Back to Basics: ABC’s

This blog piece is written by Rachel Sneyd. Rachel is currently completing an undergraduate degree in History and Politics at Trinity College Dublin. She is a keen writer and has just submitted her first teen-fiction novel for publication.

Young students (and not-so-young students) who have trouble reading and writing often struggle with the most basic building block of all: the alphabet. For some this means confusing Bs and Ds or forgetting what sound Q makes. For others it means not being able to identify more than a handful of letters. Not knowing the alphabet is a problem but luckily patience, revision and a bit of play-dough can make a big difference.

Aim: To revise the alphabet and build reading and writing confidence.

You need: Markers, coloured paper, play-dough, stencils.

Give the class the markers and coloured paper.

Write the day’s letters on the board and have the students copy them down. This works best if you break the alphabet up into manageable blocks and concentrate on 3 or 4 letters per lesson. It will take some time to get all the way to Z but the results are well worth it!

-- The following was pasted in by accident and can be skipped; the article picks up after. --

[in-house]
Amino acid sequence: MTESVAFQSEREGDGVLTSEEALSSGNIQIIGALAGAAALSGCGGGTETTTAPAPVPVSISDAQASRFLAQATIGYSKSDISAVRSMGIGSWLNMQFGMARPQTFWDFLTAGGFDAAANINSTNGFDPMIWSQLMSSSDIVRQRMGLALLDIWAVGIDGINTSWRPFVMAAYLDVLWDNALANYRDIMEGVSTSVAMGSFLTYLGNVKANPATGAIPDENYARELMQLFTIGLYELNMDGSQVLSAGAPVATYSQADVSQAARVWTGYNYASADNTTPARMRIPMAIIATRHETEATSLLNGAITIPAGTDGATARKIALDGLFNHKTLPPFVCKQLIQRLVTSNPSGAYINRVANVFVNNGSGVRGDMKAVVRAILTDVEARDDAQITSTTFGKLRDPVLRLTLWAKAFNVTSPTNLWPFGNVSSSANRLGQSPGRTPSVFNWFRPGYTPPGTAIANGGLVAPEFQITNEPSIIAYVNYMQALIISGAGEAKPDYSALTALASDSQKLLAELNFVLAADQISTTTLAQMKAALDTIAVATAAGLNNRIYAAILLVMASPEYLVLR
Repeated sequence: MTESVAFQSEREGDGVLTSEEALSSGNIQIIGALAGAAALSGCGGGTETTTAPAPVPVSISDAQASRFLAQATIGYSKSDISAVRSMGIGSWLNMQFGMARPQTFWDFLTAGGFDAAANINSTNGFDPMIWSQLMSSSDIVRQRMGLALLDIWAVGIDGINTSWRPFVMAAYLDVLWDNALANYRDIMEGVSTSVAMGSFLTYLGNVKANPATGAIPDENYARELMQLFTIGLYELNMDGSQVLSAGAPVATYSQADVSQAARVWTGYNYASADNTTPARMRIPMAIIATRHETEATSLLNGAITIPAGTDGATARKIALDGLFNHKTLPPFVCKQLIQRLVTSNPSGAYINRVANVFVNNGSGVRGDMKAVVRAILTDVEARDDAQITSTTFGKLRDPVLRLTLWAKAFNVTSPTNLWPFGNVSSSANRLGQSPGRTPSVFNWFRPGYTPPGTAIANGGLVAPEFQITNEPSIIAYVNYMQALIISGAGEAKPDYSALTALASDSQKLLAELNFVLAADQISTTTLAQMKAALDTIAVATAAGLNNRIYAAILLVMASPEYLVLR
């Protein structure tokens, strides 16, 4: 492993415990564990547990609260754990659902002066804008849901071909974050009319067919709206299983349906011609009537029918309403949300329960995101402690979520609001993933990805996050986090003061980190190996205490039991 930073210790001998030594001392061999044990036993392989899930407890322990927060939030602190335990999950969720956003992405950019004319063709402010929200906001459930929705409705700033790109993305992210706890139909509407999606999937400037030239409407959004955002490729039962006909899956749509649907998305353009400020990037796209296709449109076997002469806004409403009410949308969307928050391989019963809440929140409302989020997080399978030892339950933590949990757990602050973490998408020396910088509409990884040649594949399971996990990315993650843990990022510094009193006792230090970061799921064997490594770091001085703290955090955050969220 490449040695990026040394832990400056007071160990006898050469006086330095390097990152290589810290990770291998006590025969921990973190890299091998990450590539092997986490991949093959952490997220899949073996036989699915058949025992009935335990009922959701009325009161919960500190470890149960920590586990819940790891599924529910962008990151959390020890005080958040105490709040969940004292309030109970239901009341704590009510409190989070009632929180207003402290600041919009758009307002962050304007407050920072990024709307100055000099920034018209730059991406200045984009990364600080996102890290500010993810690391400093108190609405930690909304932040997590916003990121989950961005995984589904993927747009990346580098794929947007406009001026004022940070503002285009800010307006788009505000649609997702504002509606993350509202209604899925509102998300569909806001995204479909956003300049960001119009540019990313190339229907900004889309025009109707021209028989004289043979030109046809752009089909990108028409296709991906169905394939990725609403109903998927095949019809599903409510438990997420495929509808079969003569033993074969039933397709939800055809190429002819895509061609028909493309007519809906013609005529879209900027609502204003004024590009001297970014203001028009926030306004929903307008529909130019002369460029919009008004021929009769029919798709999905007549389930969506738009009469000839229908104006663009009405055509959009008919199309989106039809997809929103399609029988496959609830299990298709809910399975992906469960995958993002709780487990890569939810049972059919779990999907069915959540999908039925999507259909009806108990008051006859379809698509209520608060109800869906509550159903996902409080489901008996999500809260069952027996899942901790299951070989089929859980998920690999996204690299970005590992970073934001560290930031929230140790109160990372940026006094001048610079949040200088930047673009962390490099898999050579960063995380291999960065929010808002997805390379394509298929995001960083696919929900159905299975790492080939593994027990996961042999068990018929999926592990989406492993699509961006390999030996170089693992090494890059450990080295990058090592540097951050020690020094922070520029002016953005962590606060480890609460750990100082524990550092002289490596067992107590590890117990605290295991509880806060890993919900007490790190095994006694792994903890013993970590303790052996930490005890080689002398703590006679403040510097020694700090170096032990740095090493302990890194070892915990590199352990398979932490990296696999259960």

Get the class to think of three words that start with each letter. Write them on the board and have them copy them down. Sometimes it’s also useful to have them draw pictures of their words.

Give the class the play-dough. Ask them to make a capital and lower-case model of each letter.

Give them the stencils and have them write out all the letters that they have covered so far.


Students enjoy this lesson. They can see the results from lesson to lesson as they work their way through the alphabet. The play-dough and stencils keep them engaged and allow them to get a physical sense of the shape of the letters, which is particularly useful for students with dyslexia and non-visual learners. Thinking of words that start with each letter always turns into a game and allows students to connect with the sound each letter makes.

Students who came to the Homework Club terrified of reading have gone on to become eager readers after finally mastering the alphabet.